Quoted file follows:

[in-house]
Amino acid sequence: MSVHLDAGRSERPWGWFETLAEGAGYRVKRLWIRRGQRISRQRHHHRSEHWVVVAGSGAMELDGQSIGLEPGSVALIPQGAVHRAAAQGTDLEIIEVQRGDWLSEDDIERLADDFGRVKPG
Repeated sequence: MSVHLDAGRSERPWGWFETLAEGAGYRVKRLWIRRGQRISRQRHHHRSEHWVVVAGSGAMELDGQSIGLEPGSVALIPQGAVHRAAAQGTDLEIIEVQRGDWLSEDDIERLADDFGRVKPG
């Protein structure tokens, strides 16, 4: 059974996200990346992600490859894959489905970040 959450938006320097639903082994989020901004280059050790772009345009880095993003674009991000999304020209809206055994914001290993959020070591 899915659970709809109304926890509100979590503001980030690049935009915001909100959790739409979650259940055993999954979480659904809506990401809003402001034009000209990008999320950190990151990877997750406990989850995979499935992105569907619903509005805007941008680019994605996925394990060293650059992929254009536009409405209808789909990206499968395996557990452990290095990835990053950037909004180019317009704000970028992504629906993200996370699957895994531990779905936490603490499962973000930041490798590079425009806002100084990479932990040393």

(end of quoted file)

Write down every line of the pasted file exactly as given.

[in-house]
Amino acid sequence: MSVHLDAGRSERPWGWFETLAEGAGYRVKRLWIRRGQRISRQRHHHRSEHWVVVAGSGAMELDGQSIGLEPGSVALIPQGAVHRAAAQGTDLEIIEVQRGDWLSEDDIERLADDFGRVKPG
Repeated sequence: MSVHLDAGRSERPWGWFETLAEGAGYRVKRLWIRRGQRISRQRHHHRSEHWVVVAGSGAMELDGQSIGLEPGSVALIPQGAVHRAAAQGTDLEIIEVQRGDWLSEDDIERLADDFGRVKPG
């Protein structure tokens, strides 16, 4: 059974996200990346992600490859894959489905970040 959450938006320097639903082994989020901004280059050790772009345009880095993003674009991000999304020209809206055994914001290993959020070591 899915659970709809109304926890509100979590503001980030690049935009915001909100959790739409979650259940055993999954979480659904809506990401809003402001034009000209990008999320950190990151990877997750406990989850995979499935992105569907619903509005805007941008680019994605996925394990060293650059992929254009536009409405209808789909990206499968395996557990452990290095990835990053950037909004180019317009704000970028992504629906993200996370699957895994531990779905936490603490499962973000930041490798590079425009806002100084990479932990040393």